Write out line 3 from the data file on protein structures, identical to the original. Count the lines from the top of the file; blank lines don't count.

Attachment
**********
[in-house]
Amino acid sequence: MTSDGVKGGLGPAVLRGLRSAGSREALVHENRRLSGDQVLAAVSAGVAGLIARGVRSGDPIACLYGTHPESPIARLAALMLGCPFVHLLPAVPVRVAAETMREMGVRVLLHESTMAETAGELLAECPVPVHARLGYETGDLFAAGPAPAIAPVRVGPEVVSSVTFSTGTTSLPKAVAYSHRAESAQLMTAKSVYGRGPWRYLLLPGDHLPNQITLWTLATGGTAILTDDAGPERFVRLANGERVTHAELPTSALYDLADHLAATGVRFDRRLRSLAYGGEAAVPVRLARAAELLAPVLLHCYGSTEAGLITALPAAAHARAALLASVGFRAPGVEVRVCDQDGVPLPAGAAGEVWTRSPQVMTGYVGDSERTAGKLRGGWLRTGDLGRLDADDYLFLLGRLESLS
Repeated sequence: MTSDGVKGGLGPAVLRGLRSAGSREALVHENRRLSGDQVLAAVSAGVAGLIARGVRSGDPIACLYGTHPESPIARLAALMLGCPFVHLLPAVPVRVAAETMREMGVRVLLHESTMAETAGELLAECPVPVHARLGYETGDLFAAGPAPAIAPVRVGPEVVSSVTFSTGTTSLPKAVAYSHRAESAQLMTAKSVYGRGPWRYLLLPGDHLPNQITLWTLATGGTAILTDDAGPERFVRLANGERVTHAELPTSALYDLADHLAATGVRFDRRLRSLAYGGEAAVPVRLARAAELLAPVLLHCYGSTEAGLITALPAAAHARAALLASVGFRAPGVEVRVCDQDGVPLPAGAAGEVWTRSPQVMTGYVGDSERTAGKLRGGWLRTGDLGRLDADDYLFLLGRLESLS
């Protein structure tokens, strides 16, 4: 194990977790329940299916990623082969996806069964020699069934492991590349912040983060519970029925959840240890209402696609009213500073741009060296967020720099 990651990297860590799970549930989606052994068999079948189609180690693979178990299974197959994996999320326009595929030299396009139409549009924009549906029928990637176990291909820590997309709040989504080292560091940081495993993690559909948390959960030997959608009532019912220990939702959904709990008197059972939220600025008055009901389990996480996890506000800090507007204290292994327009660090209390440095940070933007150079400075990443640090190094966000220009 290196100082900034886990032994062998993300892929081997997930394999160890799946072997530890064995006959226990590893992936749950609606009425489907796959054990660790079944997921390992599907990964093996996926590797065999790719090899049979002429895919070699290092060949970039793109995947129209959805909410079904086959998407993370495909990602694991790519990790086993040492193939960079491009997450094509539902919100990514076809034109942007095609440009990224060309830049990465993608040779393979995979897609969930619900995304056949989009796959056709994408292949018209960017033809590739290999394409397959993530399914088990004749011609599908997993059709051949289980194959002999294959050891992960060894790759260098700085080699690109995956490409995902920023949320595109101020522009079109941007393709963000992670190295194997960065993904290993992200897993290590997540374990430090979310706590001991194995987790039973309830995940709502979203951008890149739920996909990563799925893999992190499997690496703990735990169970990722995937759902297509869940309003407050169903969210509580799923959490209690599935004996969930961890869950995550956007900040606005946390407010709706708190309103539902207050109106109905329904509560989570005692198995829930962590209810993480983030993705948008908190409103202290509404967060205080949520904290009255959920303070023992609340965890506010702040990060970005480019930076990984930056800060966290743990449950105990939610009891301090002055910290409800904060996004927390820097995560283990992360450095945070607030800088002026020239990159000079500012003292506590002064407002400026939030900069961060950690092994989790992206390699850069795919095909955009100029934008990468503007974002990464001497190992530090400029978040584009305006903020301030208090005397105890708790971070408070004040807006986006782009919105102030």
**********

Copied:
Repeated sequence: MTSDGVKGGLGPAVLRGLRSAGSREALVHENRRLSGDQVLAAVSAGVAGLIARGVRSGDPIACLYGTHPESPIARLAALMLGCPFVHLLPAVPVRVAAETMREMGVRVLLHESTMAETAGELLAECPVPVHARLGYETGDLFAAGPAPAIAPVRVGPEVVSSVTFSTGTTSLPKAVAYSHRAESAQLMTAKSVYGRGPWRYLLLPGDHLPNQITLWTLATGGTAILTDDAGPERFVRLANGERVTHAELPTSALYDLADHLAATGVRFDRRLRSLAYGGEAAVPVRLARAAELLAPVLLHCYGSTEAGLITALPAAAHARAALLASVGFRAPGVEVRVCDQDGVPLPAGAAGEVWTRSPQVMTGYVGDSERTAGKLRGGWLRTGDLGRLDADDYLFLLGRLESLS